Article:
Investigating Divine Ability
By: Katie Moore ('17)
In December 2015, a month before I arrived in Varanasi, India, Prime Minister Narendra Modi announced the beginning of a new label for people with disabilities. He proposed replacing the existing word for people with disabilities (“Viklang,” meaning crippled) with “Divyang” (meaning divine body or ability).
I first heard “Divyang” at the Deva Center, which serves children with intellectual disabilities and which was planning an art exhibition to sell the children’s artwork to promote this new term.
The new word captured my interest. Many newspaper articles featured quotes from individuals with disabilities, or organizations that serve people with disabilities, who rejected the use of the word “Divyang.” Other articles highlighted the excitement around this word and its benefits for people with and without disabilities. I felt conflicted: On one hand, it seemed to have a better connotation than the previous word, but on the other, people with disabilities did not choose this word for themselves, and some are rejecting it. I felt compelled to conduct some research, and after each interview, I felt my opinions sway a little.
Then my field assistant, Sundar-Ji, told me that when he was growing up, many kids would use the word “Vikalang” in a negative connotation as a way to tease someone. The immediate parallel in America is the use of the term “retarded.” The R-word was once a clinical term for people with disabilities, but morphed into slang meaning “stupid, lame, uncool.”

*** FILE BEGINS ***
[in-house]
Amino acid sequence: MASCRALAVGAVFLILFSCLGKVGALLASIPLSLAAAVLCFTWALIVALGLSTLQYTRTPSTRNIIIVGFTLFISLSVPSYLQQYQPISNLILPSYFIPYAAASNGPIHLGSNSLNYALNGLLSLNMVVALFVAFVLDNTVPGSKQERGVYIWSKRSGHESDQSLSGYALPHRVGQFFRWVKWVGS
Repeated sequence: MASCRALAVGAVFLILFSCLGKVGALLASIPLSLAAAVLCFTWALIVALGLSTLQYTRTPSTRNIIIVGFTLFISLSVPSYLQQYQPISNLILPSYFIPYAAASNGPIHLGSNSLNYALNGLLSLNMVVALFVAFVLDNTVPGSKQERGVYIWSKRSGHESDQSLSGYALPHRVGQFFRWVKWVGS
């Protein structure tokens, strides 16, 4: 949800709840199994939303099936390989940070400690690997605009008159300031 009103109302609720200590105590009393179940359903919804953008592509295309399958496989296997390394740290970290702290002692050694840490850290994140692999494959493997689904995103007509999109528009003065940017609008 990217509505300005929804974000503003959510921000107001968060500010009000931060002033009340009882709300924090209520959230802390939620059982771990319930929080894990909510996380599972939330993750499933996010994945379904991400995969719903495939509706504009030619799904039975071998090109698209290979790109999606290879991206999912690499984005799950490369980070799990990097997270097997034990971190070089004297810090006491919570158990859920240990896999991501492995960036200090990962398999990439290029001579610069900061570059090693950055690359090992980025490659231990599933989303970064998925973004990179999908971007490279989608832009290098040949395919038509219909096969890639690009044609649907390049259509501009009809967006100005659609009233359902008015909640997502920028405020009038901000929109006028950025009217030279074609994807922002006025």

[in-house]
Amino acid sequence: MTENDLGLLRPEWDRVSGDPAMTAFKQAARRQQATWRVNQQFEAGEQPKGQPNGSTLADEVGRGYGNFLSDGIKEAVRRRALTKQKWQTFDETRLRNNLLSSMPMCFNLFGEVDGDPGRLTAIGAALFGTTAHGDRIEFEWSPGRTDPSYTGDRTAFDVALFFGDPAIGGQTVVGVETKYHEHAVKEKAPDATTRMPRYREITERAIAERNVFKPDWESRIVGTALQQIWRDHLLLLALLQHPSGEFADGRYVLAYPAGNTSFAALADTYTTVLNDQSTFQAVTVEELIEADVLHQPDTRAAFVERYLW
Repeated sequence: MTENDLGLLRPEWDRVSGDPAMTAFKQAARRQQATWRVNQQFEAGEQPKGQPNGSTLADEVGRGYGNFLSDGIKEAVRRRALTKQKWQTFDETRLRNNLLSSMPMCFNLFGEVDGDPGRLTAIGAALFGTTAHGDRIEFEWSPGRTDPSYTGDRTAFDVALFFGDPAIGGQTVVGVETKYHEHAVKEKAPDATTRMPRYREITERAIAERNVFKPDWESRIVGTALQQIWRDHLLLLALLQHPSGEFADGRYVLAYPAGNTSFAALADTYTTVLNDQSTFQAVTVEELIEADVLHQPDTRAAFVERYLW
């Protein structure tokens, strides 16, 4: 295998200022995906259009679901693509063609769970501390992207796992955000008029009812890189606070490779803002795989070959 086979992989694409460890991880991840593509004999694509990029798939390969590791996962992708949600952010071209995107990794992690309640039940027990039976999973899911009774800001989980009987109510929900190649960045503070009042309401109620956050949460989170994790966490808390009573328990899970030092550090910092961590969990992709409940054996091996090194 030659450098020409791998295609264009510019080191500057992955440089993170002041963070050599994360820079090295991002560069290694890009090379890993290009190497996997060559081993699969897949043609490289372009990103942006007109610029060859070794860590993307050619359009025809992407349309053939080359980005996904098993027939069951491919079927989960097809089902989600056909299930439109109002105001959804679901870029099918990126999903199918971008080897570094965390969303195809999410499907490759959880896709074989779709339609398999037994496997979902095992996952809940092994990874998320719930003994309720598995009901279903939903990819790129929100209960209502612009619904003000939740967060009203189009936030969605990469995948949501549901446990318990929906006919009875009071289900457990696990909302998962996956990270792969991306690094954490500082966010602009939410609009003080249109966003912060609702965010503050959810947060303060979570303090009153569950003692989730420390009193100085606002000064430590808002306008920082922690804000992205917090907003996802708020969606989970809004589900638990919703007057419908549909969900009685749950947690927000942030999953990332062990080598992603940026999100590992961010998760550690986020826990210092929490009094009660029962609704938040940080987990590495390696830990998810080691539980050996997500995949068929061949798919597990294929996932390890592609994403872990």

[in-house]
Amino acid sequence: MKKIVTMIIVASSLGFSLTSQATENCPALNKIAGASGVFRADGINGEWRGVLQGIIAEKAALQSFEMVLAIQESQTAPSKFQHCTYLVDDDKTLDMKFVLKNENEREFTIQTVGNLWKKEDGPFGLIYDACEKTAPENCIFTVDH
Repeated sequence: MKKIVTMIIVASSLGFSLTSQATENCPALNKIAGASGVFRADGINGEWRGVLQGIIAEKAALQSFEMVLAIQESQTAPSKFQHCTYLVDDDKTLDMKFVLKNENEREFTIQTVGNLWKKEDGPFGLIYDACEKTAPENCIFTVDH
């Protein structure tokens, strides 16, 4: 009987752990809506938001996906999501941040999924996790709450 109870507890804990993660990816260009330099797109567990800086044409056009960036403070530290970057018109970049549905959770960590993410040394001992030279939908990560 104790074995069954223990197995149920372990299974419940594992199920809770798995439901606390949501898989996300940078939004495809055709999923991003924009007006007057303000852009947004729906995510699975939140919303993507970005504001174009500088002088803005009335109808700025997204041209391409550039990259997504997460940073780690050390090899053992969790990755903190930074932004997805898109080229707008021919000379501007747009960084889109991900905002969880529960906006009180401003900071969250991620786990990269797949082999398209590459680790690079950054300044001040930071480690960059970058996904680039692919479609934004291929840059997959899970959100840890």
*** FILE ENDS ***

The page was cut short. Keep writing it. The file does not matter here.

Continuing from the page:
Sundar also explained that because “Divyang” was a word related to the gods, no one will use it in a derogatory way. No one would ever say “Oh, he’s being such a ‘Divyang’” to refer to someone being stupid. Relating someone to a god elevates a person’s status in society, especially in Indian and Hindu culture where religion is intertwined with almost everything. Ultimately, “Divyang” is a step in the right direction for the disability community in India – and beyond – as the Indian media have started replacing all of the old terms for people with disabilities with this term.
For me, one of the most crucial things I learned is the importance of asking questions. I could have easily missed the word’s rich meaning, the controversy behind it or the multitude of opinions. The potential of research and asking questions – being informed – is one of the most powerful abilities a person can possess.